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I think anybody who needs smart people who can work with difficult domain problems will be happy to interview you. The chief worries with a PhD mathematician would be:

1. Will you take a pragmatic engineering approach when it's warranted, or will you be a cranky loner scribbling differential equations that supposedly prove which brace style is superior?

2. Will you be bored when you're not doing "real" math?

3. Will you demand a salary that exceeds your current ability to contribute?

Sounds like you are clear on all three counts. Now it's a matter of finding the right opportunities. If you want a job locally, meetups for topics like machine learning are a good place to find out where mathematically inclined programmers are working. (Though you might find that a lot of them are at meetups because they're bored at their current jobs.) If you're targeting a certain city, you can join local mailing lists for (e.g.) functional programming to which local employers might post job opportunities.

You can also check out job postings to see which high-tech companies are hiring programmers. A company that employs a lot of PhD scientists in other positions is more likely to hire PhDs into programming positions, if only for the sake of effective communication and a consistent culture. One of your biggest qualifications to work as a programmer in such an environment is that when the physicists or molecular biologists talk to you about the problems they're trying to solve, you are much better equipped to understand them and build good software for the company than a guy who didn't go beyond undergraduate linear algebra.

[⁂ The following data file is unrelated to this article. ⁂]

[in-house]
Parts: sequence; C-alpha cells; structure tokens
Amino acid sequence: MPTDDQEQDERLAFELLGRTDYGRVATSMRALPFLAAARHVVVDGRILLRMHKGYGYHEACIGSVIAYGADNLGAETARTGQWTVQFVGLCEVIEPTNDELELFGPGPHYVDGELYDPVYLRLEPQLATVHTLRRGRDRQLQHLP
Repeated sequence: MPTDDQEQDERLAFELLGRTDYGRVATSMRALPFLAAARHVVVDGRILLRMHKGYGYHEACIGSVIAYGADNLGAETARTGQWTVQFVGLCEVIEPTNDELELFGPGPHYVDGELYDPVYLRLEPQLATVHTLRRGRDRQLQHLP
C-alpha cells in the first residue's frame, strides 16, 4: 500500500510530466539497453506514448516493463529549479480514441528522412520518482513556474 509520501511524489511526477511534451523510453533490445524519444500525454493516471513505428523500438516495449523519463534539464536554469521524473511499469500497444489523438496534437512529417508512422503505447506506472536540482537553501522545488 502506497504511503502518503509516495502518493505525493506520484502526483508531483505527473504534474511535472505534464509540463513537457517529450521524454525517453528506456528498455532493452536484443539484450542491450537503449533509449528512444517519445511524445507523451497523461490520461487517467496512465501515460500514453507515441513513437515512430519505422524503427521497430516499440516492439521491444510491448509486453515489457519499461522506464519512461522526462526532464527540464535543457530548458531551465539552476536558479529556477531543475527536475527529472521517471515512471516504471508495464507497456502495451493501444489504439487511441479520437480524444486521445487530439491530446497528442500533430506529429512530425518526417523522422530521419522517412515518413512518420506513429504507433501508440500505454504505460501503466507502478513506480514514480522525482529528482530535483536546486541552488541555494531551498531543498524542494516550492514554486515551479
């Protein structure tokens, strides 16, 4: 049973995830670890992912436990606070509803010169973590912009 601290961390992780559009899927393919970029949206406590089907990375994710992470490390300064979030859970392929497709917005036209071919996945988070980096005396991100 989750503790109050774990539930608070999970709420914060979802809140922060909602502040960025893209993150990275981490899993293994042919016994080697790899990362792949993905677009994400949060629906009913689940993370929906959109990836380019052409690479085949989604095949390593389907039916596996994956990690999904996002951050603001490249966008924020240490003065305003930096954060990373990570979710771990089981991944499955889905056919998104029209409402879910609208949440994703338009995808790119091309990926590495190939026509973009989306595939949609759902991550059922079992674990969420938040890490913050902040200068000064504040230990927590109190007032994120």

You're going to do fine. Finding your way into the right circles might be a slow process, though. Don't be afraid to take a boring job if you can't find a better one, because at least you'll get something to put on your resume, experience dealing with mundane crappy stuff that you might have avoided so far -- things like debugging, messy merge/rebase problems, and working with other people's retarded code. Good programmers have to be efficient at that stuff. Good programmers also have to be good at working with people, and the crappiest jobs have the most challenging people problems. It's better to be getting your hands dirty with that stuff than sitting at home sending out resumes and solving Project Euler problems. HOWEVER, don't lose faith that you are a highly valuable performer with rare capabilities even if that isn't true in the initial crappy jobs you find yourself in. Soon enough you'll find your way into the right companies, meet the right people, and you'll be fine.

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